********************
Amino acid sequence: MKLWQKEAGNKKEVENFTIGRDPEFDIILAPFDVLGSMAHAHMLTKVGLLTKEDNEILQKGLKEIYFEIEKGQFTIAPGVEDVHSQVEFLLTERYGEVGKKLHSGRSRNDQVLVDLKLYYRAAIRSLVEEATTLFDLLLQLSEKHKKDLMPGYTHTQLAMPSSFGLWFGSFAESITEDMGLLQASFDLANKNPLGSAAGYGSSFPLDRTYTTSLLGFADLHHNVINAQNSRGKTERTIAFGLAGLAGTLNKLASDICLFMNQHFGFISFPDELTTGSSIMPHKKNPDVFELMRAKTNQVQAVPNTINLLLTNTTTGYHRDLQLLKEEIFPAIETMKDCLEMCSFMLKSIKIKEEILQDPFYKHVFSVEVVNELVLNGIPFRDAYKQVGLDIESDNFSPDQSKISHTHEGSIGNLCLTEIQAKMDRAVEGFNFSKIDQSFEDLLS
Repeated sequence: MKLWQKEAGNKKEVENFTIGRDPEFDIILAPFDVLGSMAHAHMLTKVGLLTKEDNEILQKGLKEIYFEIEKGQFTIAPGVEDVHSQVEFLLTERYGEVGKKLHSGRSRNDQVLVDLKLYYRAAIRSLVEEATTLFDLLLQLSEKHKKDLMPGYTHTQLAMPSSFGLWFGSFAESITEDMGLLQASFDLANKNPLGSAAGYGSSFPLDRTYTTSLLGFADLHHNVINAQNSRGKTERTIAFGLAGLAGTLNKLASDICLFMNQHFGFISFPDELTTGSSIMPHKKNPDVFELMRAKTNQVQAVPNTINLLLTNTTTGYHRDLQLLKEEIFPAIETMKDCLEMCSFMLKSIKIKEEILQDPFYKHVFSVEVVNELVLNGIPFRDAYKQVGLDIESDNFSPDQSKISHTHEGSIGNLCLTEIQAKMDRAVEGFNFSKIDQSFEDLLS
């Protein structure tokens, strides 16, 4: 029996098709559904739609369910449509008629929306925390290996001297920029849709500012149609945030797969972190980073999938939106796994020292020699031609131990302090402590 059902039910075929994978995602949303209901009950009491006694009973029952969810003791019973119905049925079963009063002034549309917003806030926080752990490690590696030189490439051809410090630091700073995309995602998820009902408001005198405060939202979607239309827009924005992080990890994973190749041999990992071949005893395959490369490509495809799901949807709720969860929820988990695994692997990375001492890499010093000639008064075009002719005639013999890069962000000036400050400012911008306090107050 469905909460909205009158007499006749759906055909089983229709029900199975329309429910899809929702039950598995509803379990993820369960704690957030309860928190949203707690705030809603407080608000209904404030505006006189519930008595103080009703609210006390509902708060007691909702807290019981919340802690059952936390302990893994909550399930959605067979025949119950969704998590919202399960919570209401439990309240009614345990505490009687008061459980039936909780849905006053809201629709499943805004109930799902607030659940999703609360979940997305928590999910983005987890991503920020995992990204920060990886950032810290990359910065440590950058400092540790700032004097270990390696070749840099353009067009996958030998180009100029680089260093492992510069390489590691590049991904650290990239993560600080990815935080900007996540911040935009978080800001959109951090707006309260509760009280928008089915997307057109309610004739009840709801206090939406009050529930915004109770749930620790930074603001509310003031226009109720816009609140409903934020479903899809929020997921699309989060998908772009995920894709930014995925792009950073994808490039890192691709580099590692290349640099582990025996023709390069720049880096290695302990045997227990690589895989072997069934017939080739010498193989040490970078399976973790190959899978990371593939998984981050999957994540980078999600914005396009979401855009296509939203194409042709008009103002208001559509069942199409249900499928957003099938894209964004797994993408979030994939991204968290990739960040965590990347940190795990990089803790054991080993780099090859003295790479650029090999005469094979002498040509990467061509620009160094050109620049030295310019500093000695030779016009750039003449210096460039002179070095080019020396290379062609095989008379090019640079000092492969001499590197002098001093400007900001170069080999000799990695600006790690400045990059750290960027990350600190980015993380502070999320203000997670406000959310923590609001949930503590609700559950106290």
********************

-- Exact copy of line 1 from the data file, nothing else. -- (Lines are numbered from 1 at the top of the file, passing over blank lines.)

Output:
Amino acid sequence: MKLWQKEAGNKKEVENFTIGRDPEFDIILAPFDVLGSMAHAHMLTKVGLLTKEDNEILQKGLKEIYFEIEKGQFTIAPGVEDVHSQVEFLLTERYGEVGKKLHSGRSRNDQVLVDLKLYYRAAIRSLVEEATTLFDLLLQLSEKHKKDLMPGYTHTQLAMPSSFGLWFGSFAESITEDMGLLQASFDLANKNPLGSAAGYGSSFPLDRTYTTSLLGFADLHHNVINAQNSRGKTERTIAFGLAGLAGTLNKLASDICLFMNQHFGFISFPDELTTGSSIMPHKKNPDVFELMRAKTNQVQAVPNTINLLLTNTTTGYHRDLQLLKEEIFPAIETMKDCLEMCSFMLKSIKIKEEILQDPFYKHVFSVEVVNELVLNGIPFRDAYKQVGLDIESDNFSPDQSKISHTHEGSIGNLCLTEIQAKMDRAVEGFNFSKIDQSFEDLLS